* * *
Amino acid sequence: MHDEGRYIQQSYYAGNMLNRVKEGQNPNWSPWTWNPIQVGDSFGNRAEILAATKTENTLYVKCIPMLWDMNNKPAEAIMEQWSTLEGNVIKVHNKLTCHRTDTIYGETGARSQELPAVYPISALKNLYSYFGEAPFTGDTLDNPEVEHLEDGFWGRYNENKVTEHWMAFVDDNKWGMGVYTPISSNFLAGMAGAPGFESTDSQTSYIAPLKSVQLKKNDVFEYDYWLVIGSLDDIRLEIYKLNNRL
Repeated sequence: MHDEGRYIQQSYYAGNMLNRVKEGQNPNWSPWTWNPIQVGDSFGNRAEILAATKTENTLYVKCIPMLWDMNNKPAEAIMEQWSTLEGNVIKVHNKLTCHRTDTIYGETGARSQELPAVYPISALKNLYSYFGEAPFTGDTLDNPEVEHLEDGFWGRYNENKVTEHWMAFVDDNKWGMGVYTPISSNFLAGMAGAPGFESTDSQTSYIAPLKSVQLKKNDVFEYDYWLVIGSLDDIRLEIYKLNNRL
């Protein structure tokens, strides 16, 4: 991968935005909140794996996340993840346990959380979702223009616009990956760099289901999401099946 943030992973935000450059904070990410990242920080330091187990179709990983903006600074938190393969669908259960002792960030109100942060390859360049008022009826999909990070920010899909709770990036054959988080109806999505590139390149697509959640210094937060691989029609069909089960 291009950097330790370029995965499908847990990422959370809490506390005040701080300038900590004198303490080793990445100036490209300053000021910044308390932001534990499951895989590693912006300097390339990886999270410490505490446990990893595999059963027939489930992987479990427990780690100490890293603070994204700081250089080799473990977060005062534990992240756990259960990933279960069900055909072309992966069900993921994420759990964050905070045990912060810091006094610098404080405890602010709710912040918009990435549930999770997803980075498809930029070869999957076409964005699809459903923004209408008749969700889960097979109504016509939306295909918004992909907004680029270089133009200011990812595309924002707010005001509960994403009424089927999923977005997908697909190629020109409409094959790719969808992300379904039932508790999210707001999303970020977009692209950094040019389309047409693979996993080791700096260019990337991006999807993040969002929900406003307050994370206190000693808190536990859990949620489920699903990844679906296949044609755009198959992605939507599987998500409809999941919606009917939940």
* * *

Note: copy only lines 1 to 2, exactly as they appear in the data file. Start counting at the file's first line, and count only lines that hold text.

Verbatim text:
Amino acid sequence: MHDEGRYIQQSYYAGNMLNRVKEGQNPNWSPWTWNPIQVGDSFGNRAEILAATKTENTLYVKCIPMLWDMNNKPAEAIMEQWSTLEGNVIKVHNKLTCHRTDTIYGETGARSQELPAVYPISALKNLYSYFGEAPFTGDTLDNPEVEHLEDGFWGRYNENKVTEHWMAFVDDNKWGMGVYTPISSNFLAGMAGAPGFESTDSQTSYIAPLKSVQLKKNDVFEYDYWLVIGSLDDIRLEIYKLNNRL
Repeated sequence: MHDEGRYIQQSYYAGNMLNRVKEGQNPNWSPWTWNPIQVGDSFGNRAEILAATKTENTLYVKCIPMLWDMNNKPAEAIMEQWSTLEGNVIKVHNKLTCHRTDTIYGETGARSQELPAVYPISALKNLYSYFGEAPFTGDTLDNPEVEHLEDGFWGRYNENKVTEHWMAFVDDNKWGMGVYTPISSNFLAGMAGAPGFESTDSQTSYIAPLKSVQLKKNDVFEYDYWLVIGSLDDIRLEIYKLNNRL